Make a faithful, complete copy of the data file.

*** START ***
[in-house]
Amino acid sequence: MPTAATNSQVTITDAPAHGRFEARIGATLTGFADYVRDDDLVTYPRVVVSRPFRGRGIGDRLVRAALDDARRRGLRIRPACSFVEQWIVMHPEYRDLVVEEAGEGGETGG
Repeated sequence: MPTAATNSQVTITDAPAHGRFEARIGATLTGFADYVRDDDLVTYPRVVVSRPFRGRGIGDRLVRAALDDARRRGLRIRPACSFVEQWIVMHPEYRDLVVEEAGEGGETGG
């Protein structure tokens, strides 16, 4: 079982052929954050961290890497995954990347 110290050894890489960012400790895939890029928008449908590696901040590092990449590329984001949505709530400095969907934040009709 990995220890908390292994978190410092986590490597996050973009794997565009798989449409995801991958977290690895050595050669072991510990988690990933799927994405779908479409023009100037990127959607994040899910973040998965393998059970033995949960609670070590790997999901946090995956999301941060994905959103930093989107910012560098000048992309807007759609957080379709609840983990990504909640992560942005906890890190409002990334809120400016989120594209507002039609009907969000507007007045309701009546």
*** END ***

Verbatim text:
[in-house]
Amino acid sequence: MPTAATNSQVTITDAPAHGRFEARIGATLTGFADYVRDDDLVTYPRVVVSRPFRGRGIGDRLVRAALDDARRRGLRIRPACSFVEQWIVMHPEYRDLVVEEAGEGGETGG
Repeated sequence: MPTAATNSQVTITDAPAHGRFEARIGATLTGFADYVRDDDLVTYPRVVVSRPFRGRGIGDRLVRAALDDARRRGLRIRPACSFVEQWIVMHPEYRDLVVEEAGEGGETGG
């Protein structure tokens, strides 16, 4: 079982052929954050961290890497995954990347 110290050894890489960012400790895939890029928008449908590696901040590092990449590329984001949505709530400095969907934040009709 990995220890908390292994978190410092986590490597996050973009794997565009798989449409995801991958977290690895050595050669072991510990988690990933799927994405779908479409023009100037990127959607994040899910973040998965393998059970033995949960609670070590790997999901946090995956999301941060994905959103930093989107910012560098000048992309807007759609957080379709609840983990990504909640992560942005906890890190409002990334809120400016989120594209507002039609009907969000507007007045309701009546």